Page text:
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89 posts

Master Geek
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Topic # 58082 6-Mar-2010 19:29
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Hi I live far away from the exchange and i want to try and squeeze as much speed out of my line as possible. Current sync rate, attn etc. This is from a D-Link 502T and yea i do realise this isnt a very good modem.

Modulation      ADSL_G.dmt
Annex Mode     Annex A
Max Tx Power     -38 dBm/Hz
 
(Down/Up)
SNR Margin
12/25dB

Line Attenuation 
49/31dB

Data Rate
1664/160kbps

The house is wired with 4 jack points 3 fitted with splitters to phones and the last to the modem with no splitter. From my understanding if i got a central filter installed this should improve my speed. Also one of the phones seems to effect my data rate. If i plug that in it will drop down to 12xx-14xxkbps. The strange thing about it is its the newest of the phones in out our house at about a year old. So i hope thats enough information and any advice how i can get a faster line without spending to much would be great.

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  Reply # 305075 6-Mar-2010 20:56
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Hi George, a central filter may help, but not always, what I can say is its the only optimal solution, using multiple inline filters rather than a seperated DSL line from a central filter is the only way of ensuring you do get the optimum result, thats not to say what you currently have is not as near optimal.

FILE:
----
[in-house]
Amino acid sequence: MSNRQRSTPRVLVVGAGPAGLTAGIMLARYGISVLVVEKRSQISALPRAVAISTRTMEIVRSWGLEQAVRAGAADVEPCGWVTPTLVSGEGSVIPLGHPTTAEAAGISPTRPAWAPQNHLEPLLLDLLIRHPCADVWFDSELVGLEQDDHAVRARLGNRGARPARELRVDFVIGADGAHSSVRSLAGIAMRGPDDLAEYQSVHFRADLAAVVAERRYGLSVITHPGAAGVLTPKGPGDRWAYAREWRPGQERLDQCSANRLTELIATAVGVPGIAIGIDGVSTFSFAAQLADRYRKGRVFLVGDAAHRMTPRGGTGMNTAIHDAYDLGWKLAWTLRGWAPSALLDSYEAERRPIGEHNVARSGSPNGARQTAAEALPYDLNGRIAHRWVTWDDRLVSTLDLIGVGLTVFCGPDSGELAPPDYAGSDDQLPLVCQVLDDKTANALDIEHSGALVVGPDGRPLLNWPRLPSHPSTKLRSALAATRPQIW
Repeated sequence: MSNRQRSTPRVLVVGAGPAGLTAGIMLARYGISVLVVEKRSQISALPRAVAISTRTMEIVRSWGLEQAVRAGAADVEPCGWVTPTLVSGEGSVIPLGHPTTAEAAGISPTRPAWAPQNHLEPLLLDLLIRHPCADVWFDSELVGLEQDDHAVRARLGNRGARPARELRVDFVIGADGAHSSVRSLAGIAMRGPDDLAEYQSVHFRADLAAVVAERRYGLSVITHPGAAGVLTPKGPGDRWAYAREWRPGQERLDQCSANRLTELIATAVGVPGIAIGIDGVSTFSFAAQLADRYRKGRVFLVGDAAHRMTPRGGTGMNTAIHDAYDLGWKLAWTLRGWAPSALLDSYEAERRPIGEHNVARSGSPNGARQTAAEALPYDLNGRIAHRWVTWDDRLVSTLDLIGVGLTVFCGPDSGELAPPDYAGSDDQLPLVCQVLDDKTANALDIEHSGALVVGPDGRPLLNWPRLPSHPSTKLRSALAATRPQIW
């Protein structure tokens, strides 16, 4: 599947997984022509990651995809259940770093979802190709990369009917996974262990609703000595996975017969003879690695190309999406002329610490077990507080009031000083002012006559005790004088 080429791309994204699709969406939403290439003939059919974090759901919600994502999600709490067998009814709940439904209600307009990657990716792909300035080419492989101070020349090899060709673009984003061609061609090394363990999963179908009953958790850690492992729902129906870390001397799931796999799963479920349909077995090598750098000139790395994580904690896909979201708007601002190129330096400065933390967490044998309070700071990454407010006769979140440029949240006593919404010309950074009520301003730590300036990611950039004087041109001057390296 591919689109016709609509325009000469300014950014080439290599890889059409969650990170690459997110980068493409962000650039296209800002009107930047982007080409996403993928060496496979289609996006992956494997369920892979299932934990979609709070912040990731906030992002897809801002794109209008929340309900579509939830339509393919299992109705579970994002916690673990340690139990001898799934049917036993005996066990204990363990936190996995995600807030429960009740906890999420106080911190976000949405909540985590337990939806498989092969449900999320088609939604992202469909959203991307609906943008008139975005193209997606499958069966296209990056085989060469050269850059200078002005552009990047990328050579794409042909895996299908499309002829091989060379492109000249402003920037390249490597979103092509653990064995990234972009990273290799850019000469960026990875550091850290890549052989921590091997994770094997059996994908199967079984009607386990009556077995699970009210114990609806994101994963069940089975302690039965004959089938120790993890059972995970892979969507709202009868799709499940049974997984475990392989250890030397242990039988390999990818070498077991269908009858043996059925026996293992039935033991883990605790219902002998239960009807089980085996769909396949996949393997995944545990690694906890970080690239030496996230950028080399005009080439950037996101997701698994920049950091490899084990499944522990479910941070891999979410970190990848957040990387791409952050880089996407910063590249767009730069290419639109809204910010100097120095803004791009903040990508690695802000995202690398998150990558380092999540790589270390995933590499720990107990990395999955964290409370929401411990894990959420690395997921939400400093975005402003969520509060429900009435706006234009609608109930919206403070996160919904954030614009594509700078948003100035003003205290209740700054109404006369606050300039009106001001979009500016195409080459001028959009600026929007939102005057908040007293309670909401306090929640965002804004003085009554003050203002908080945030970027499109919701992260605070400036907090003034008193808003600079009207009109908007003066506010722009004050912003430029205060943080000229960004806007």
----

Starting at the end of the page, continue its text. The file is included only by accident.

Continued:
What do you get with a basic isolation test (ie everything disconnected except the modem).

Cyril

518 posts

Ultimate Geek


  Reply # 305098 6-Mar-2010 21:48
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You must get sick of asking people to do isolation tests cyril, you should just make a tutorial on broadband issues and be done with it




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  Reply # 305105 6-Mar-2010 22:09
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true, pity they cant read the past threads, its all there

Cyril



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Master Geek
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  Reply # 305110 6-Mar-2010 22:31
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Sorry i did, it slipped my mind when posting. I have done an isolation test and the line attn and sync rate are practically the same. Also thanks for the help and quick response cyril. This seems you get this alot, or enough for it to get annoying anyway.

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  Reply # 305175 7-Mar-2010 09:25
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No worries George, as system says, I should have done a sticky tutorial long ago.

Regardsless once your attenuation passes the 46dB mark things deteriorate very quickly, and not all that predictably.

Cheers
Cyril